A consortium of writers and publishers was formed to produce similar state guides in Texas, Washington, DC, and Georgia. There is plenty of scope for an author to create a unique guide appropriate to the needs and character of his or her state. Orpheus also has the flexibility to include graphics and other features, and guidelines to develop CD-ROM editions if that proves viable. For details on Orpheus, write or call
Rod Willmot 535 Duvernay Sherbrooke, QC Canada J1L 1Y8 819-566-6296
This is just one example of the many topics ideal for electronic publishing on disk and targeted at business travelers and vacationers, who increasingly plan trips on their desktops and use portable computers when traveling. Any such group that uses computers to process information is a prime target for an electronic publication that provides them with information that they need.
Of course, when distributing to such markets, remember to gear for a very high proportion of 3.5-inch floppies, the type used most in portables. However, flash cards are moving towards portable platforms in a big way.
Flash memory cards are sealed and very tough electronic devices about the size of a typical business card that are undergoing intensive
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development for use in portable computing devices. Despite their small size, they can hold an amazing amount of data--20 megabytes is becoming common, which not so long ago was an acceptable amount of storage capacity for the hard disk in a desktop computer.
PC cards, or flash memory, or smart cards, as they are variously called, are actually PCMCIA cards, meeting the standard set by the Personal Computer Memory Card International Association. The dimensions vary somewhat between types of cards, but in Version 2.0 of this standard, which is the same as the Japanese Electronic Industry Development Association release 4.1, the card can be up to 10.5mm thick and may contain a miniaturized hard disk capable of holding over 100MB of data.
Indeed, flash cards operate like fast hard disks, but consume a minute amount of power, so they can be used continuously for hours on the smallest of hand-held computing devices. Their costs continues to fall rapidly, and their efficiency and capacity steadily increase, so they have a great future for publishing large amounts of material in a very flexible format.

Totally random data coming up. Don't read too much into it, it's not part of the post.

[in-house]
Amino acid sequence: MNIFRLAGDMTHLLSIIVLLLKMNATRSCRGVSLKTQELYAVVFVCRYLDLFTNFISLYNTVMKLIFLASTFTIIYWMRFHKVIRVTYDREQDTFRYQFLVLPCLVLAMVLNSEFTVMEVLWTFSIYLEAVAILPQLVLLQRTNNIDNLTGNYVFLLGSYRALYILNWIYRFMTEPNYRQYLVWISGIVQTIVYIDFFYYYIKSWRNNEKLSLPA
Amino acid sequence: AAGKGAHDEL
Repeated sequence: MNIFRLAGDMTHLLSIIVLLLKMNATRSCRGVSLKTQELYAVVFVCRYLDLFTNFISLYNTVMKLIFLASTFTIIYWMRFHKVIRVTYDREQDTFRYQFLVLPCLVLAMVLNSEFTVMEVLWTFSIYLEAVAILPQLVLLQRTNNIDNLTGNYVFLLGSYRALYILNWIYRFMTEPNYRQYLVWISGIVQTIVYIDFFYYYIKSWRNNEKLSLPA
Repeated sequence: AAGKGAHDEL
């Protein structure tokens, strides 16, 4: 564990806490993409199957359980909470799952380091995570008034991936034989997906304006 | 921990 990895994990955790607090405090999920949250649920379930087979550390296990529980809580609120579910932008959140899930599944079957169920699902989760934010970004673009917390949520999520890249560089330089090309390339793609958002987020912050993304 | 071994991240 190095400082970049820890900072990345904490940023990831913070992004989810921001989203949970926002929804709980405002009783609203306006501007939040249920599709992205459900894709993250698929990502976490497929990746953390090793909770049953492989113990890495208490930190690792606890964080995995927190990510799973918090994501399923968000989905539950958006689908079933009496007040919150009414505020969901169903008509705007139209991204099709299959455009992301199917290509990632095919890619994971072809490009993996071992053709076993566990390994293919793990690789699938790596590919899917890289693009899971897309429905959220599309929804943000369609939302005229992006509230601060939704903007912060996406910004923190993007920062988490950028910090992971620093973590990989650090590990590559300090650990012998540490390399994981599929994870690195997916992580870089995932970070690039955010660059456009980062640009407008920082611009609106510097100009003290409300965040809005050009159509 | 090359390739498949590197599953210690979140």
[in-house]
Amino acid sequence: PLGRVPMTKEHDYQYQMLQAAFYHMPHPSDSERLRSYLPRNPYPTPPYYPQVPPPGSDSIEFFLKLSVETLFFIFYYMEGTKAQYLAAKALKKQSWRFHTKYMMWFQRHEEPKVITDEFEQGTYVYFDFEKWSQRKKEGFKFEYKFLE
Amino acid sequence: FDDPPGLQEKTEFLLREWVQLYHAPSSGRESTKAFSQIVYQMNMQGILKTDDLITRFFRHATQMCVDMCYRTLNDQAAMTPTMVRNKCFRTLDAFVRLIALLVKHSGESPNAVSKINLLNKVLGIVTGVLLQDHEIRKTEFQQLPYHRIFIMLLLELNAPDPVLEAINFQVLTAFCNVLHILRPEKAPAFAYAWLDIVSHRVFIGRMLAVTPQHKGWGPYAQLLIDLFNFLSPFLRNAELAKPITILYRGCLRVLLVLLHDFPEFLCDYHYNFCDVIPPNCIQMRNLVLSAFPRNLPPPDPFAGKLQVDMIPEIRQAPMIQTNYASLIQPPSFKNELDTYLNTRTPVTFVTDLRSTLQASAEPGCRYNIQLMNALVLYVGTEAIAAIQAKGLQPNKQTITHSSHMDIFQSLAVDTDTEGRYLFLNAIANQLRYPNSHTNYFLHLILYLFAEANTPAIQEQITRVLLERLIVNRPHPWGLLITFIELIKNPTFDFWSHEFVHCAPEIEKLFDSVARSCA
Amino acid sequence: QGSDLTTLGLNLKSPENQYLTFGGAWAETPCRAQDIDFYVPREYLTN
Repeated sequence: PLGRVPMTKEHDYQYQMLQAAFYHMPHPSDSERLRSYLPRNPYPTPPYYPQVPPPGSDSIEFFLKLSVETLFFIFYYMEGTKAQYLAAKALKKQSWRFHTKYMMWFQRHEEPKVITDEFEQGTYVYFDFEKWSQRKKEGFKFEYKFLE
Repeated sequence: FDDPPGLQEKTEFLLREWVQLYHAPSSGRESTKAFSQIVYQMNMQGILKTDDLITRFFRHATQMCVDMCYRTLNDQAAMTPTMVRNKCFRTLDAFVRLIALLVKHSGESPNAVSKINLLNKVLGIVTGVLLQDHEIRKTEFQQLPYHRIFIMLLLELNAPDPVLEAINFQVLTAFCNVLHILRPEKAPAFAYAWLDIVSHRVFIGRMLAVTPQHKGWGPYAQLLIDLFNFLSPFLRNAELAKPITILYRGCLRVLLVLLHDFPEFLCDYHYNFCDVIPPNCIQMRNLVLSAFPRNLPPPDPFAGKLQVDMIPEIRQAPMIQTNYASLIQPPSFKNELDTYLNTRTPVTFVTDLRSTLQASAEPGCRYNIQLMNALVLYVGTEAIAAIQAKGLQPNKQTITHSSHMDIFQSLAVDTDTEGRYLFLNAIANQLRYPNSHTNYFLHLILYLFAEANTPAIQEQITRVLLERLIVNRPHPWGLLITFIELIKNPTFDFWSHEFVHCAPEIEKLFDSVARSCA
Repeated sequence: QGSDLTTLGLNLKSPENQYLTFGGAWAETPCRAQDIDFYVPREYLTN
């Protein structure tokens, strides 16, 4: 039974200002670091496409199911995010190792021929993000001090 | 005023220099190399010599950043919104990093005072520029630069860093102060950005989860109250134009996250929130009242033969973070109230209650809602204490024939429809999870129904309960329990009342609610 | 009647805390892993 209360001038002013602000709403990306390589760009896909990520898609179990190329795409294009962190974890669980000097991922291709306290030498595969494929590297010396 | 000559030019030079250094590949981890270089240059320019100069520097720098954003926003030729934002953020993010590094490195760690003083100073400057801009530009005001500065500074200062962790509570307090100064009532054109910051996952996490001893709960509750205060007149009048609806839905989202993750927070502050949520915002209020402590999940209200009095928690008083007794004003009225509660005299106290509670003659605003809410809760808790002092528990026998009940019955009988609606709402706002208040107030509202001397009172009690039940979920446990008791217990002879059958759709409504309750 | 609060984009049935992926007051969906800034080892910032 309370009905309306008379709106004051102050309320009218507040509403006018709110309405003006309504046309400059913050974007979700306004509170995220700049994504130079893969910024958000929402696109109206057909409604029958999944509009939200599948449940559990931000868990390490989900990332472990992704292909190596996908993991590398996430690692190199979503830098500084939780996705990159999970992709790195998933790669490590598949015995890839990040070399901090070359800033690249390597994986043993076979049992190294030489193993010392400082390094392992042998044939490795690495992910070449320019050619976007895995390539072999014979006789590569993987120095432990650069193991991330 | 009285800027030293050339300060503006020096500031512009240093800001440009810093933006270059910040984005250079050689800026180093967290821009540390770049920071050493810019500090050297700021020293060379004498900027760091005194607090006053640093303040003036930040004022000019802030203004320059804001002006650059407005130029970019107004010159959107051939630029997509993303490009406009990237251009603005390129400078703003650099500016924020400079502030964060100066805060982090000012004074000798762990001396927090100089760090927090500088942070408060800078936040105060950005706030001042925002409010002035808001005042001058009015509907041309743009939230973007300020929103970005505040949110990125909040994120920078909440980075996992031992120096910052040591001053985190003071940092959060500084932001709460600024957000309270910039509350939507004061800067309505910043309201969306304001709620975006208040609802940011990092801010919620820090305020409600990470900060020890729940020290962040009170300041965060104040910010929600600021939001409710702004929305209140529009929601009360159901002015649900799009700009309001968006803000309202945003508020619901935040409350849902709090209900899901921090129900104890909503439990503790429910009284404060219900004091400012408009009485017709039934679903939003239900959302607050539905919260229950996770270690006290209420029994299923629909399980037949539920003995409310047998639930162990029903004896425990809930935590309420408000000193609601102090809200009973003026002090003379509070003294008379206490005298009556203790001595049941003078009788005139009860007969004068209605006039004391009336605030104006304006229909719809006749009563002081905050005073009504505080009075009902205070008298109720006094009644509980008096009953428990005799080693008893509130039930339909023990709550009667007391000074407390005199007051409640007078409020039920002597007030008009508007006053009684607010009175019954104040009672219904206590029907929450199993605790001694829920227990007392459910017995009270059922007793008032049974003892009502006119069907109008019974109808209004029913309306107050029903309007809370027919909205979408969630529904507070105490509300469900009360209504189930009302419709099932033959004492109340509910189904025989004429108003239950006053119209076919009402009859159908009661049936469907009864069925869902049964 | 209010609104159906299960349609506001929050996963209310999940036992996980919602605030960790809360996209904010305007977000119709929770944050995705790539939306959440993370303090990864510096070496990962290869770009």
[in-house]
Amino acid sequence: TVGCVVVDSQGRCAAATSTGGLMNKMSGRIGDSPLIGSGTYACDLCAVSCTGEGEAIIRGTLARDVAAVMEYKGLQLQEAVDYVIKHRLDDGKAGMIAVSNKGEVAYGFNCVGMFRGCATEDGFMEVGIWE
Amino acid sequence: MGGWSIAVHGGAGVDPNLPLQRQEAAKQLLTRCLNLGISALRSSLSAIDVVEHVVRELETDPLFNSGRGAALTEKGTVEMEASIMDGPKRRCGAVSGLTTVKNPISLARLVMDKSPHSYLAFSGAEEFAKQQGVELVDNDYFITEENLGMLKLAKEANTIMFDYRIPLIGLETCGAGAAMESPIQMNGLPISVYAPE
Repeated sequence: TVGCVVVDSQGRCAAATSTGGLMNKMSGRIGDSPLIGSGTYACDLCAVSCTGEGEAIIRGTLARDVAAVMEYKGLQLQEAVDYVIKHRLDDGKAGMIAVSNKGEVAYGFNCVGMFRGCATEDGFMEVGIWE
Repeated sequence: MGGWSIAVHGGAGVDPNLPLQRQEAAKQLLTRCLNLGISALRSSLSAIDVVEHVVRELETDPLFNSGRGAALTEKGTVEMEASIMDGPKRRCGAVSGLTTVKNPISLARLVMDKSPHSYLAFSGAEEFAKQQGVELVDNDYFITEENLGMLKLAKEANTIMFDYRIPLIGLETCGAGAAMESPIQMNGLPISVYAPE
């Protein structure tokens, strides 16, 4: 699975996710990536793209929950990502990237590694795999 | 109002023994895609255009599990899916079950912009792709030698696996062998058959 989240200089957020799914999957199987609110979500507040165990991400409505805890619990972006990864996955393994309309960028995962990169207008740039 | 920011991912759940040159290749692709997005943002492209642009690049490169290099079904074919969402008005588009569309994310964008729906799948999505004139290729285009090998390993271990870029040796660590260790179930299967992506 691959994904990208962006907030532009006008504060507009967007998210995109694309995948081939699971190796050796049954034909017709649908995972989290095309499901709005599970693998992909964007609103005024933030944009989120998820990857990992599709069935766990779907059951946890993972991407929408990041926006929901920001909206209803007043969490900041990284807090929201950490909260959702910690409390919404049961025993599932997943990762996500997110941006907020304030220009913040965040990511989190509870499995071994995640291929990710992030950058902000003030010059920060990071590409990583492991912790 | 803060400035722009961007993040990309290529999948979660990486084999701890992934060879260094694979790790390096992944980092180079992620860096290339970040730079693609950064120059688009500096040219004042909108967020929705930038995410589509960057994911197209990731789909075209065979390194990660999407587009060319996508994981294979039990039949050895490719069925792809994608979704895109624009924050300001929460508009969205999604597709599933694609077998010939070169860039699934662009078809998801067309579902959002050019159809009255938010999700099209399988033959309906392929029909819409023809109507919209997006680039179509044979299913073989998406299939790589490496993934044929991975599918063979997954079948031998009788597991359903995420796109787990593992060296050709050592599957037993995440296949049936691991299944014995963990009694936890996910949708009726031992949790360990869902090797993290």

For example, you can include on a flash card an enormous amount of data and still have room for sophisticated applications programs to process that data faster and with less processing power than is achievable with CD-ROM. What's more, some flash cards can be written to, providing many opportunities for users to interact constructively with databases and other forms of publication. Updating becomes easier and more economical also, and there is greater scope for incorporating various security procedures.
Think about compressing your hard disk down to the size of your business card, and you can start to see this medium's enormous potential. These cards might not seem significant for volume electronic publishing at present, but they will become so, with portable computers likely to comprise at least half of all computer sales by about 1996.
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Some industry pundits believe that CD-ROMs, floppies, and even flash cards might be only interim media for a few years, until viable systems are established for most electronic publications to be distributed directly on-line over information highways from virtual bookstores and libraries, as well as directly from publishers and authors.
However, that forecast might prove as unreliable as the expectations at the start of the decade for the paperless office. I believe that there will always be significant numbers of people who do not want to go on-line often, or at all. These people prefer to build up their own collections of electronic publications, just as they have racks of magazines and shelves of books and videos.
Floppies, CD-ROMs, and perhaps smart cards and portable hard drives should therefore figure in your distribution strategy, particularly in situations where your title goes before the potential buyer and there is a touch-and-feel selling situation. This packaging can be vital for commercial reasons to give an e-book physical reality, even if this flies against so many of the strong arguments for virtual publishing. Packaging is discussed in detail in a later chapter.
There is a possible trend towards renting, rather than owning, computer software that could hold the key to making electronic publishing more viable for publishing houses and individual authors alike. This will only be appropriate for certain types of publications, with e-books having the enormous advantage over other rental operations that you do not need to get the actual volume that you rent back in good condition, or at all. Disks costs very little, while titles distributed on-line are only files that have no physical substance.
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It is possible to build into rental e-books restrictions on how long they can be used. The end-user would just telephone in and make a further credit card payment to get another code that extends the rental period.